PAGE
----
Structural components of nuclear reactors made from zirconium alloys are subject to degradation mechanisms associated with hydrogen pickup during their operating life. Even small amounts of hydrogen isotopes (∼tens of wt. ppm) can significantly reduce the material’s fracture toughness and make it susceptible to a sub-critical crack growth mechanism known as Delayed Hydride Cracking (DHC). The mitigation of potentially costly failures of these components requires assessments based upon not only the bulk concentration of hydrogen, but the concentration of hydrogen precipitated as hydrides, and in solution. The behaviour of the zirconium-hydrogen system near ∼100 ppm hydrogen concentration continues to be the subject of research, primarily due to its otherwise complex behaviour and critical role in nuclear plant operations. There is an anisotropic volumetric expansion associated with the precipitation of zirconium hydride, and this precipitation event results in plasticity in the surrounding matrix and compressive strain in the hydride phase. This leads to both a pronounced solubility hysteresis upon dissolution and precipitation, as well as variances in solubility behaviour depending on the prior thermal and mechanical history.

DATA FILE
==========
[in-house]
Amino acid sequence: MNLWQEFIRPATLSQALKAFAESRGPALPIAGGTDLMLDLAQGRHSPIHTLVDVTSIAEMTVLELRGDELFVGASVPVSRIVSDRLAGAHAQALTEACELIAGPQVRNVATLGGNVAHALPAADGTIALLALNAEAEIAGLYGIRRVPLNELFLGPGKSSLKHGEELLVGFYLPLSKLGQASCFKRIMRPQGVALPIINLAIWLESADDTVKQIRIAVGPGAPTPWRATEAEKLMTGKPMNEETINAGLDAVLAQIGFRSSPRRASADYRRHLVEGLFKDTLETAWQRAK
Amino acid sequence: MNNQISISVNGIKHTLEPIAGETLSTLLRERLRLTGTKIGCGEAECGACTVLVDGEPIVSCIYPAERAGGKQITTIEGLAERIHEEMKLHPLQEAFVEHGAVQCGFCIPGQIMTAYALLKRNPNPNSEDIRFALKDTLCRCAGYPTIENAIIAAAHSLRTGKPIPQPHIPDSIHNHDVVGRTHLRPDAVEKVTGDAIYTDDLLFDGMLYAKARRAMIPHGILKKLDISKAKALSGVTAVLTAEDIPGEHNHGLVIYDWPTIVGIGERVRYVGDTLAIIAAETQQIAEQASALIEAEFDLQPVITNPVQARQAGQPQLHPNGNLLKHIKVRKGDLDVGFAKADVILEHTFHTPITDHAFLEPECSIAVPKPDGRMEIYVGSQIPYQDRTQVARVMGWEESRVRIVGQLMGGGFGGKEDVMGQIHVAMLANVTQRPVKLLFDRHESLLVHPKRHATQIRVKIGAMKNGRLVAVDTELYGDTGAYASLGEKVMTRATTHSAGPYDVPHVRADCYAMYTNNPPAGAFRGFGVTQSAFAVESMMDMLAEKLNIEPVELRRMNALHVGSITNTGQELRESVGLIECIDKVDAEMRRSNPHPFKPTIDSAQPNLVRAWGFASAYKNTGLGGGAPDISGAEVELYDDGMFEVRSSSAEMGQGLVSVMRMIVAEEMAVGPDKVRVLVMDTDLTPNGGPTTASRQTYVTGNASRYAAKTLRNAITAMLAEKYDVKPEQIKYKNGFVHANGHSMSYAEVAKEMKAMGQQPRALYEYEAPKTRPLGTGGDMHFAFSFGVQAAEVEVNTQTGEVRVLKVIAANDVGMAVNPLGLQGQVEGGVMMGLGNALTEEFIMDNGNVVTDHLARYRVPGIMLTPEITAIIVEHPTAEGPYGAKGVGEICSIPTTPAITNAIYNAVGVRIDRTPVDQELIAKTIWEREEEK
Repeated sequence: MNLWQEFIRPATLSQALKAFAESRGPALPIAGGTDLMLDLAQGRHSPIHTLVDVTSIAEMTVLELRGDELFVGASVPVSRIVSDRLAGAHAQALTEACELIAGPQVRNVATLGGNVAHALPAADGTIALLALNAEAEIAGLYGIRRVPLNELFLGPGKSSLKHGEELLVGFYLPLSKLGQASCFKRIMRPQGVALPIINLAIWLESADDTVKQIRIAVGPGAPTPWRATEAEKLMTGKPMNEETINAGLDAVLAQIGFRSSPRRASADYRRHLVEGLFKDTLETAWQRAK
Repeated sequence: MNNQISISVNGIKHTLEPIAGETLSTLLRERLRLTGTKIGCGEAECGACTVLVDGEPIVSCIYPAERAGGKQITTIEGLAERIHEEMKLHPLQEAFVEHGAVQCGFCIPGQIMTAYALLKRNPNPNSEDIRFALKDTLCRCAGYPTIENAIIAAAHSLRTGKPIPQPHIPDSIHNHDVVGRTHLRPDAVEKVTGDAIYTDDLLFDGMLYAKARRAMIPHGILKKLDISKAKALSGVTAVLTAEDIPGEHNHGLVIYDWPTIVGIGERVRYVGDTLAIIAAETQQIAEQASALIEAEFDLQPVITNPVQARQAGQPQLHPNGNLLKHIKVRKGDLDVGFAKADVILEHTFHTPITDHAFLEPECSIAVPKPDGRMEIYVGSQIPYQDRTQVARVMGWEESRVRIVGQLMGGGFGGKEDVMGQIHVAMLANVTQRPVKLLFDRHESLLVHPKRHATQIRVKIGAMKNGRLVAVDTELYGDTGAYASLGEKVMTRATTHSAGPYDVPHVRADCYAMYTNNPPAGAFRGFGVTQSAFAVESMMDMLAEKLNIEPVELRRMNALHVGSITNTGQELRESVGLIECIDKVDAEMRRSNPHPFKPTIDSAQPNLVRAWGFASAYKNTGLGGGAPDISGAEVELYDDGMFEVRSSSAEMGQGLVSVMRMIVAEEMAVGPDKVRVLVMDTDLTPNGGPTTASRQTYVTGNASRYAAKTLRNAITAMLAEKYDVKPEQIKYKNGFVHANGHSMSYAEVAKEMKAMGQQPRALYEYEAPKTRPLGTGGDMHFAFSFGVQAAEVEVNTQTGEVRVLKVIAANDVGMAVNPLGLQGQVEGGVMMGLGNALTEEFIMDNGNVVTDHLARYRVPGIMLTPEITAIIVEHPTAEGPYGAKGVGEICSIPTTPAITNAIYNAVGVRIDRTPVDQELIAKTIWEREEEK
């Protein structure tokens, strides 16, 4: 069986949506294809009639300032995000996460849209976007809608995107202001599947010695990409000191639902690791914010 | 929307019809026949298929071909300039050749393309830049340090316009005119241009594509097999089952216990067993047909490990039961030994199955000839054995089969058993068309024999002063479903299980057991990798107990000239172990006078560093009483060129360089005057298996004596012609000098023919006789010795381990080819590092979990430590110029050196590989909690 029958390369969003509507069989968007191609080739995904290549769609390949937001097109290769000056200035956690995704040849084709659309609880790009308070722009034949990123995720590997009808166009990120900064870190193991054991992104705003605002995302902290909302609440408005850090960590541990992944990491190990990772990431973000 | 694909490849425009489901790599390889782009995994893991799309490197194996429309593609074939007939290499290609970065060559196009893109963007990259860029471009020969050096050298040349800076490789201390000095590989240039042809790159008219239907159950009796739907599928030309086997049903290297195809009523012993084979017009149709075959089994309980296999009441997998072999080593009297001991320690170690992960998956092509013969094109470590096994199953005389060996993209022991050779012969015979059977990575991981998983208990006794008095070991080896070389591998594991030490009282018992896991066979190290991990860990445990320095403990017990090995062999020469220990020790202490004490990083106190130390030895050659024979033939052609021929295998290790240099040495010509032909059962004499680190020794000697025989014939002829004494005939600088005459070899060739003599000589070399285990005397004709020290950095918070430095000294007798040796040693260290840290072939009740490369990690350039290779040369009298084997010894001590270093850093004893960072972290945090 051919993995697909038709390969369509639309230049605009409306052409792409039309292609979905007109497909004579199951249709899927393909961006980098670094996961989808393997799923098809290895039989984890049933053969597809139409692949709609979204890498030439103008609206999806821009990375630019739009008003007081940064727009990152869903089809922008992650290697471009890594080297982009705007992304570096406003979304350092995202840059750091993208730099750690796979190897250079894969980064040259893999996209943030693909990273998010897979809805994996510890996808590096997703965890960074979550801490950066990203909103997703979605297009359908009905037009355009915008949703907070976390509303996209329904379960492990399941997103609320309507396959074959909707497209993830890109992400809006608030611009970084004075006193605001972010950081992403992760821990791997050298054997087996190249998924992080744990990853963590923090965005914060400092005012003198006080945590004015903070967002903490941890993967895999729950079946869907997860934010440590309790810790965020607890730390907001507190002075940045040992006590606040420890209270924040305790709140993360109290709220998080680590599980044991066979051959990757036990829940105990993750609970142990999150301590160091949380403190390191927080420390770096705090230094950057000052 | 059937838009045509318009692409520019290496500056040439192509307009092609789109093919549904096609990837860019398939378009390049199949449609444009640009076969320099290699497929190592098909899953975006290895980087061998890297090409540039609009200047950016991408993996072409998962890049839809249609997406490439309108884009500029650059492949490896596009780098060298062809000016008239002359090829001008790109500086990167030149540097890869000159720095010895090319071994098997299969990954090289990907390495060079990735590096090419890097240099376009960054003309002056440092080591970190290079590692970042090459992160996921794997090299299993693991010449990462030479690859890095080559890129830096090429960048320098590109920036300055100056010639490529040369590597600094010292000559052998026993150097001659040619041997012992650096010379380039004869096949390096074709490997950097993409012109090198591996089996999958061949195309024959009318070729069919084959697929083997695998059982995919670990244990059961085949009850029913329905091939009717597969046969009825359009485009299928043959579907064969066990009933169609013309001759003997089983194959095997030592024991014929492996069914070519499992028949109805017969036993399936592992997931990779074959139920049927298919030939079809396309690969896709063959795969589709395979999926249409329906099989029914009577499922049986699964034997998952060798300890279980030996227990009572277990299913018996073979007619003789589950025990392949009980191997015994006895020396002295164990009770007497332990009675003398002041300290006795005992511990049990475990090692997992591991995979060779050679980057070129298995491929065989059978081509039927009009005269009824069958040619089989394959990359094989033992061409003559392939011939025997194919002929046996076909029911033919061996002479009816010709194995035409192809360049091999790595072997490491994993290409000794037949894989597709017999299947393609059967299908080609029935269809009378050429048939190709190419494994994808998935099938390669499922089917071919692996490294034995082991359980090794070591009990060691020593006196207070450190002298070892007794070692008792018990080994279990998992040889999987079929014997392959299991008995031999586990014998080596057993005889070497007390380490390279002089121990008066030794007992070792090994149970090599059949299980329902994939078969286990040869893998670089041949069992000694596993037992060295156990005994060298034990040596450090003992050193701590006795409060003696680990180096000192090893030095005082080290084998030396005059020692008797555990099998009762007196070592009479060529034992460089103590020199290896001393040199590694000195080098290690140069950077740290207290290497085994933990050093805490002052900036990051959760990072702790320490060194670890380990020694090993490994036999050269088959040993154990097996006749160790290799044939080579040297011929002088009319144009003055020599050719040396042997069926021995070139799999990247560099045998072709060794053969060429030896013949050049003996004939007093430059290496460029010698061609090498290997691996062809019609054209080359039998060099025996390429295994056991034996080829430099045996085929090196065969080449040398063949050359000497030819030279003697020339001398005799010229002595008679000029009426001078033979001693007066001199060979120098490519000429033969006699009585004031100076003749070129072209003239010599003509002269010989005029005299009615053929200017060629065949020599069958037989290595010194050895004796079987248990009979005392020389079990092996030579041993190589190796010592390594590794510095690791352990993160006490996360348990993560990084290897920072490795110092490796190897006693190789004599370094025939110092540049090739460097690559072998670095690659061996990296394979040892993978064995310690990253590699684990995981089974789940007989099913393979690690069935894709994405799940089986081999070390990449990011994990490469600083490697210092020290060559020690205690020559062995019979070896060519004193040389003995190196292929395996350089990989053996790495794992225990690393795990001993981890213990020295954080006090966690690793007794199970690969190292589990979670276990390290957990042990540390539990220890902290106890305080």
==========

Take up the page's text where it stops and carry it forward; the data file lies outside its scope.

In the present study, high-energy synchrotron x-ray diffraction is used to study the evolution of hydrogen solubility in Zr-2.5 wt% Nb pressure tube material with different hydrogen concentrations in situ during thermal cycling between 100 and 400°C. This technique provides the ability to directly measure the amount of hydride in a given sample at different temperatures, and to evaluate zirconium-hydrogen precipitation and dissolution kinetics.